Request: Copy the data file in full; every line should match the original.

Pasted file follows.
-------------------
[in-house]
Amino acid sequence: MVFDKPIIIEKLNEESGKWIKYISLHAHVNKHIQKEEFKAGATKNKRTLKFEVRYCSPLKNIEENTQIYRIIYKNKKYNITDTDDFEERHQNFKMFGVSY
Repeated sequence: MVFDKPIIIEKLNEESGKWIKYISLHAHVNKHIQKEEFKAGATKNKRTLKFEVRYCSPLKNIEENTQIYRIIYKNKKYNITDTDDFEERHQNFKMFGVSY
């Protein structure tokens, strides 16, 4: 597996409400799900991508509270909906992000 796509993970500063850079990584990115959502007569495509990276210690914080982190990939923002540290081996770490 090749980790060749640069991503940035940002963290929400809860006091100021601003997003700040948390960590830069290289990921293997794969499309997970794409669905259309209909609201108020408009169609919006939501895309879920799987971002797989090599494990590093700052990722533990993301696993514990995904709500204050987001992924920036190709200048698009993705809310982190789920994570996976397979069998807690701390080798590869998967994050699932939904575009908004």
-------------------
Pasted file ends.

[in-house]
Amino acid sequence: MVFDKPIIIEKLNEESGKWIKYISLHAHVNKHIQKEEFKAGATKNKRTLKFEVRYCSPLKNIEENTQIYRIIYKNKKYNITDTDDFEERHQNFKMFGVSY
Repeated sequence: MVFDKPIIIEKLNEESGKWIKYISLHAHVNKHIQKEEFKAGATKNKRTLKFEVRYCSPLKNIEENTQIYRIIYKNKKYNITDTDDFEERHQNFKMFGVSY
């Protein structure tokens, strides 16, 4: 597996409400799900991508509270909906992000 796509993970500063850079990584990115959502007569495509990276210690914080982190990939923002540290081996770490 090749980790060749640069991503940035940002963290929400809860006091100021601003997003700040948390960590830069290289990921293997794969499309997970794409669905259309209909609201108020408009169609919006939501895309879920799987971002797989090599494990590093700052990722533990993301696993514990995904709500204050987001992924920036190709200048698009993705809310982190789920994570996976397979069998807690701390080798590869998967994050699932939904575009908004």